That is simply to say that the neutrino experimentalists may well have made what seems from the sidelines like an obvious mistake.  But if Albert Einstein could fall prey to a similar kind of error, that should tell us all we need to know about how hard it is for any one person, or even one group, to think through the full subtlety of experience. Which is why science works the way it does, by continuous criticism and self-criticism.  As the neutrino story plays out, we’re watching how science ought to work.

Which, and finally we complete the long road home, is why science honestly done and described is vastly different as both a practical and a moral matter than the masked-as-science attacks on this mode of discovery that now dominate the thinking of one of the two major American political parties.

Images:  William Blake, When the Morning Stars Sang Together, 1820.

Jan Vermeer, The Astronomer, c. 1668

Albert Einstein was a Friend of Mine, and I Can Tell You, Representative: You Are No Albert Einstein*

April 15, 2011

From Think Progress (h/t Daily Kos) we learn that in the midst of yet another creationist eructation, a Tennessee state representative invokes the ghost of the good Dr. Einstein to defend the teaching of woo to the unwary:

Rep. FRANK NICELEY (R-Strawberry Fields): I think that if there’s one thing that everyone in this room could agree on, that would be that Albert Einstein was a critical thinker. He was a scientist. I think that we probably could agree that Albert Enstein was smarter than any of our science teachers in our high schools or colleges. And Albert Einstein said that a little knowledge would turn your head toward atheism, while a broader knowledge would turn your head toward Christianity.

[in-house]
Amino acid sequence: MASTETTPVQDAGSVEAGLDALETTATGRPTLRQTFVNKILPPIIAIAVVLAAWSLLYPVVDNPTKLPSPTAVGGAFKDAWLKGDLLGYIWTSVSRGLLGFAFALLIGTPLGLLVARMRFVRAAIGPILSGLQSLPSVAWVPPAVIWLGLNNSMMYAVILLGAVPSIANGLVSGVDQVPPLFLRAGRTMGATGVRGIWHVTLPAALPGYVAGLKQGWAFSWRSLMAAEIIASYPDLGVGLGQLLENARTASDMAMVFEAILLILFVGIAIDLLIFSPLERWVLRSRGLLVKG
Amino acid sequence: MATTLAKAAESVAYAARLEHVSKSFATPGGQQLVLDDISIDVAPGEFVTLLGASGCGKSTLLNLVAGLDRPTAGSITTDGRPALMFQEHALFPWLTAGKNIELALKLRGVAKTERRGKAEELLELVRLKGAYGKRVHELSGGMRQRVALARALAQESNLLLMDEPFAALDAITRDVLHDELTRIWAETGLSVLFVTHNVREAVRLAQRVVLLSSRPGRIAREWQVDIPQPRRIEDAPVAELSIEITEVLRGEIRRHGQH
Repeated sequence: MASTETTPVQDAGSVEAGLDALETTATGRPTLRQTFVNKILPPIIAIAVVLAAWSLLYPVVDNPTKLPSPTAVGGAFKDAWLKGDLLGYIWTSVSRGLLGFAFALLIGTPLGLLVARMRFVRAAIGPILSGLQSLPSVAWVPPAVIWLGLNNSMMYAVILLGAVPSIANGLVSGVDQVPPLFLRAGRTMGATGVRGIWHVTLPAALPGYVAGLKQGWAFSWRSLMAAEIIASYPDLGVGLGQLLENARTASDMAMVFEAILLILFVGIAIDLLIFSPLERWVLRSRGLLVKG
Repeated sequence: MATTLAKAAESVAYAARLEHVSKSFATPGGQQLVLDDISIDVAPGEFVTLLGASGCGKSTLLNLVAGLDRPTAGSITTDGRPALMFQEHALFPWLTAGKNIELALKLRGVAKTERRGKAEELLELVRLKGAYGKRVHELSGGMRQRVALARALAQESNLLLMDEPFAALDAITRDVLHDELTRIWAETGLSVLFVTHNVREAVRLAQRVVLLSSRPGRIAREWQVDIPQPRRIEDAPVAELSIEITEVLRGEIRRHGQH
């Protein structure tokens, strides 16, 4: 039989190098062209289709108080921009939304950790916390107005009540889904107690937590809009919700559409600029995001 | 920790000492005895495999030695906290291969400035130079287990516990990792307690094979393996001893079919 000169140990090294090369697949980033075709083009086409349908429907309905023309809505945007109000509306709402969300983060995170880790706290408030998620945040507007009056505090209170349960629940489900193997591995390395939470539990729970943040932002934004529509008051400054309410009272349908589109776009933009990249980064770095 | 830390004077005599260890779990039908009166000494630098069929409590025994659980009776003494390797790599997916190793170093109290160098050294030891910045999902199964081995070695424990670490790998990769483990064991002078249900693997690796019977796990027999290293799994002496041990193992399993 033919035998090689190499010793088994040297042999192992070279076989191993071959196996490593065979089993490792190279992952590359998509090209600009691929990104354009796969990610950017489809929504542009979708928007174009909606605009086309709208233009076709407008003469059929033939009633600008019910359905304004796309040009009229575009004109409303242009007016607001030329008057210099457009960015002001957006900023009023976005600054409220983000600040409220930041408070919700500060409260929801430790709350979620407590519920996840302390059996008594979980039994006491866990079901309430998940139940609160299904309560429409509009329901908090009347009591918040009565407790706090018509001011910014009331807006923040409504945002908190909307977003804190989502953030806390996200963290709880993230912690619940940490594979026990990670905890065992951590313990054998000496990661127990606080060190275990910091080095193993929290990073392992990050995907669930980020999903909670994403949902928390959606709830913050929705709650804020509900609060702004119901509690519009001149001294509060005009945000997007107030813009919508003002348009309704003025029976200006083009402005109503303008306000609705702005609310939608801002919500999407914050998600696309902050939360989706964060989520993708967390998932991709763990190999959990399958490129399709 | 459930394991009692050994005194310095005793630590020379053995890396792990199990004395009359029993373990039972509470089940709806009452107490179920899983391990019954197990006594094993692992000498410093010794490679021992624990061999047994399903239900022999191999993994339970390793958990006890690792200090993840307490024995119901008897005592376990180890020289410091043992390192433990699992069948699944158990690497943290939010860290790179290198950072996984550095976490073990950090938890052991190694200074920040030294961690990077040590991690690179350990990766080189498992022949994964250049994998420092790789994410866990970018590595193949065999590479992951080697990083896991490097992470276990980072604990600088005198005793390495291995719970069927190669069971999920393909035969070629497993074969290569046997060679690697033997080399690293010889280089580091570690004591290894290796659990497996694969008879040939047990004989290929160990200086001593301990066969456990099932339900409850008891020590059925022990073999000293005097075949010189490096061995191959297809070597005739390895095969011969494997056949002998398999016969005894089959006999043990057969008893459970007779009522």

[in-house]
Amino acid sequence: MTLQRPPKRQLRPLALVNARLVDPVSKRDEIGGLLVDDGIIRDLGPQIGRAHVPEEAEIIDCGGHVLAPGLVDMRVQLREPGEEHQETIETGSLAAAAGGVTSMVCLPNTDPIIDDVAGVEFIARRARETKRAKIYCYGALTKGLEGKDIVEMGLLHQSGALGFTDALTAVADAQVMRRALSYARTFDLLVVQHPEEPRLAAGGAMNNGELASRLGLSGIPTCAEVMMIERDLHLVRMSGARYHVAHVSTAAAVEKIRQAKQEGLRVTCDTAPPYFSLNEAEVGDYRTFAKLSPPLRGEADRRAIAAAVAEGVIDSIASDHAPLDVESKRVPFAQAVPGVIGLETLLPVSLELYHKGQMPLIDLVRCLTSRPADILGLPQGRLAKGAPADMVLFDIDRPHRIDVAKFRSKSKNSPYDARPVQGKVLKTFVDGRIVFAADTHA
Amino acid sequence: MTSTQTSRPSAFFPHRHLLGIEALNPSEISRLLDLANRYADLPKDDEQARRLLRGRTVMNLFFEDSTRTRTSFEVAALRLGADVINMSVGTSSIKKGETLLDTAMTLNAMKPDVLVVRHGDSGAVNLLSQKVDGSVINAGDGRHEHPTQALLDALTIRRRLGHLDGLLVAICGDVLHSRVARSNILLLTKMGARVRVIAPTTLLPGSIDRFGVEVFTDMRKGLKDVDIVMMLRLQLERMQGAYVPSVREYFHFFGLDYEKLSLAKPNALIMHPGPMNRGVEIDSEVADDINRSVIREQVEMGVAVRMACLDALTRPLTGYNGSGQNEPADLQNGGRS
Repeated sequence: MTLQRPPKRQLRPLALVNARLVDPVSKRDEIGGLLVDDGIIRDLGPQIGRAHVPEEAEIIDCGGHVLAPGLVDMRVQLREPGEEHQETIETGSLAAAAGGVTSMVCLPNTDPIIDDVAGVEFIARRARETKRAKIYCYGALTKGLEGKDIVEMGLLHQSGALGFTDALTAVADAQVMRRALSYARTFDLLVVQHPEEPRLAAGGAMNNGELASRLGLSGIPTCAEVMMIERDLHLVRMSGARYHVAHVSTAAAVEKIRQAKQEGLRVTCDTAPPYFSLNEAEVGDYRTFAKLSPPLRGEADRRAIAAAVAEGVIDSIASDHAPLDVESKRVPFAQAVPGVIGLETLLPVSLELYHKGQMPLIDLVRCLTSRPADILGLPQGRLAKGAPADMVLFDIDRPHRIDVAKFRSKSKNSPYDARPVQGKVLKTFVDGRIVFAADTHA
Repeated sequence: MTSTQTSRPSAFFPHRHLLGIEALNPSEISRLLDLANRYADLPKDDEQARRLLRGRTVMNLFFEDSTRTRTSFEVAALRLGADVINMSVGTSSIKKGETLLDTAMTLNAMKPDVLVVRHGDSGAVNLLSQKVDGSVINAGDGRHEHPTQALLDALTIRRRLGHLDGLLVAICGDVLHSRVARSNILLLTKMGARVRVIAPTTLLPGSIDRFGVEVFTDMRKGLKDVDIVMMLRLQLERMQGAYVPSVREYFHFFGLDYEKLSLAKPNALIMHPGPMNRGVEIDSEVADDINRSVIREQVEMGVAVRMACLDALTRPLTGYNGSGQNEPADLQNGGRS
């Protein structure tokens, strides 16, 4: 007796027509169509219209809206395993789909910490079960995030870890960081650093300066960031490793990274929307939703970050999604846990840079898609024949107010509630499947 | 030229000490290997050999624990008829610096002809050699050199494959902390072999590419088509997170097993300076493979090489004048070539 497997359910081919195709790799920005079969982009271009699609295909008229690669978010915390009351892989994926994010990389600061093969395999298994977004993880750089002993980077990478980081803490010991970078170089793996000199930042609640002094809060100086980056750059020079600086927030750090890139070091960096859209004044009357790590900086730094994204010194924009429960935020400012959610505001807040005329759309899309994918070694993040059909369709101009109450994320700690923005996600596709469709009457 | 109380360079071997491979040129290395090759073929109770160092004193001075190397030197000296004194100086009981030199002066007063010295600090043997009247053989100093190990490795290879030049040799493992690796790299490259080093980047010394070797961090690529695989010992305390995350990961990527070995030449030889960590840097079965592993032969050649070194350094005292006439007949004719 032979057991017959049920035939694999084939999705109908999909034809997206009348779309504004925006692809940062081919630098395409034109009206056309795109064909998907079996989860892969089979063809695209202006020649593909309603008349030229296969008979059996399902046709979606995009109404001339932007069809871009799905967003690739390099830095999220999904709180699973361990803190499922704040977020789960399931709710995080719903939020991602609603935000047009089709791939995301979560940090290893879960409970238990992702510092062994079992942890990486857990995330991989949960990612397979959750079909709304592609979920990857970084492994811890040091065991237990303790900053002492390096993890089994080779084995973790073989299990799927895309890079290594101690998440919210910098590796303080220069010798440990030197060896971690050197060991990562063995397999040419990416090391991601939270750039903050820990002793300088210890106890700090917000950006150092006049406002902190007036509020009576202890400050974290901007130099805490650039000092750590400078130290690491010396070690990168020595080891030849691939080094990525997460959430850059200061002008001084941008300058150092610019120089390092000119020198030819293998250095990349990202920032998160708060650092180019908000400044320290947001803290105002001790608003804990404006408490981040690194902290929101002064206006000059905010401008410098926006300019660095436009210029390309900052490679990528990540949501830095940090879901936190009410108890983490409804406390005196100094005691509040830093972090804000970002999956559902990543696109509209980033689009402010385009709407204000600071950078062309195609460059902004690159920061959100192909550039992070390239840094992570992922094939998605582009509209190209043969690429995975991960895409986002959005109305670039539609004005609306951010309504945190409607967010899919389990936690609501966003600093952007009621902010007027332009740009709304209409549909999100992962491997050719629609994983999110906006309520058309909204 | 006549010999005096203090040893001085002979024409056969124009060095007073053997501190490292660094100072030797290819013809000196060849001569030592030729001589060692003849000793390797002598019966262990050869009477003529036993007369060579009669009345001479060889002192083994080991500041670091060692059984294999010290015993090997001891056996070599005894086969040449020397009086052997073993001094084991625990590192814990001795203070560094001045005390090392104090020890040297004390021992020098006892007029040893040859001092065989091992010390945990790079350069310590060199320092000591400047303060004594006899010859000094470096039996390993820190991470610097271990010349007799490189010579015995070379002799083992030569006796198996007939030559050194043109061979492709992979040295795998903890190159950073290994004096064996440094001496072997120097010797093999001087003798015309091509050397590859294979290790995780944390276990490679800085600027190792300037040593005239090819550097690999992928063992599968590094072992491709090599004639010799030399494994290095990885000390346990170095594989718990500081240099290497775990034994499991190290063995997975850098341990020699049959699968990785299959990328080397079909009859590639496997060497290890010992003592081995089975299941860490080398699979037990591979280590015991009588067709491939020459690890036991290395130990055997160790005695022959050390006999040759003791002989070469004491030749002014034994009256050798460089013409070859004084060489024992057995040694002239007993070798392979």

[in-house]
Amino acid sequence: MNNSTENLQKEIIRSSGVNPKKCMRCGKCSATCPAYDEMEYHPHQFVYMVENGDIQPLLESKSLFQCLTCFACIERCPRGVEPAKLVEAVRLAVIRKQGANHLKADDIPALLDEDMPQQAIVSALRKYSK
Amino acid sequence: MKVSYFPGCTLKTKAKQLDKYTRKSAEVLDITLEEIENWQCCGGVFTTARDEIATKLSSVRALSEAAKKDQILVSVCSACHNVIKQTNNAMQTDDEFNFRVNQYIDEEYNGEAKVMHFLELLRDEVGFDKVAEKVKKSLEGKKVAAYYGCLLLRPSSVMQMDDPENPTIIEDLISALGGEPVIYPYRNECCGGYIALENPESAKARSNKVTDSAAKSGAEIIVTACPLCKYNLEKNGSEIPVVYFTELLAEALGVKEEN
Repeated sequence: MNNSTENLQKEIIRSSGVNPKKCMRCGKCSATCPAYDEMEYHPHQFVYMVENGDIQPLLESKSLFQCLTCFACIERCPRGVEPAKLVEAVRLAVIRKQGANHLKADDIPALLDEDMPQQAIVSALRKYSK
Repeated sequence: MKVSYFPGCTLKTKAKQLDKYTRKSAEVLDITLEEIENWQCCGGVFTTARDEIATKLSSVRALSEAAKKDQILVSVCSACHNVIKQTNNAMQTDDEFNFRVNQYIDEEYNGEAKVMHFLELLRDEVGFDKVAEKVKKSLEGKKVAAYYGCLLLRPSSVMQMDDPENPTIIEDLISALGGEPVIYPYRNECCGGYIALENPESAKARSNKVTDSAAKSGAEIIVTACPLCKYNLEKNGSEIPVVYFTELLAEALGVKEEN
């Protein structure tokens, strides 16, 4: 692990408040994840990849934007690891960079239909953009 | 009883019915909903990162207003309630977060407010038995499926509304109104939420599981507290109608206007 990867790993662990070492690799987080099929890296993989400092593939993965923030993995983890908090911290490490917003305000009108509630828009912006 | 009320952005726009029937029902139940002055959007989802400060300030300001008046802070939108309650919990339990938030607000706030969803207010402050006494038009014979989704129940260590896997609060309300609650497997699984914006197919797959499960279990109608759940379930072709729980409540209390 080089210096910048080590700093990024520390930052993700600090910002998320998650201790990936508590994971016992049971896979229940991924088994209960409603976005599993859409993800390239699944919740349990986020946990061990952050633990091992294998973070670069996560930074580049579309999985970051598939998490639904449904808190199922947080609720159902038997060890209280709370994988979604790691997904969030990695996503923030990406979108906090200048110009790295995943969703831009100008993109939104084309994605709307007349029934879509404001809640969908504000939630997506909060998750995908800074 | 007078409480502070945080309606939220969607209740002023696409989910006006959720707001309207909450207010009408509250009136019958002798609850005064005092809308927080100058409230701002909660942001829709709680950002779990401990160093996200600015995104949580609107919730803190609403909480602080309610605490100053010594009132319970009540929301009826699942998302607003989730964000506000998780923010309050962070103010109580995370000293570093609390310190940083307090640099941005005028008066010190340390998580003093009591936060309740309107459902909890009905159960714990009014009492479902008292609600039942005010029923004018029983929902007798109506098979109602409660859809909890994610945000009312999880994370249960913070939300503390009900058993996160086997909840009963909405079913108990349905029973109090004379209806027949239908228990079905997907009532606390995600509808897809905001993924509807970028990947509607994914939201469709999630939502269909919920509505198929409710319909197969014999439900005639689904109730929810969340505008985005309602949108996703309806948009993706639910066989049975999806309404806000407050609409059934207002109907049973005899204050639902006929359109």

I don’t have much truck with the argument from authority, but just this once, let me let it rip.

Dude:  I wrote the book here.**  Well, not the book, but one more in the seemingly limitless pile of Einsteiniana that has chased the poor man through the years.

So, a couple of things.  First:  Einstein himself was high school and college science teacher.  He taught secondary school briefly during the years between his graduation from Zurich’s ETH (1900) and the start of his job at the Swiss Patent Office (1902), tutoring a private student or two as well.  He became a university professor in 1908, and taught at that level until his move to Berlin in 1914.  He’s part of the set that the Representative — perhaps stunned by a too-prolonged exposure to tangerine skies — would seek to diss.

But the real howler, the grotesque lie, comes with the claim that Albert Einstein, famously Jewish and equally so an atheist by most senses of the word, would suggest that deep learning and understanding would make a person a Christian.

This is, of course, nonsense, and worse that that — a willful deception and one more example of the urge to invent a comforting falsehood when reality bites too hard.  Which sums up the whole modern GOP world view, sadly. (Cue the Rogers (kfMonkey) post in 3…2…1)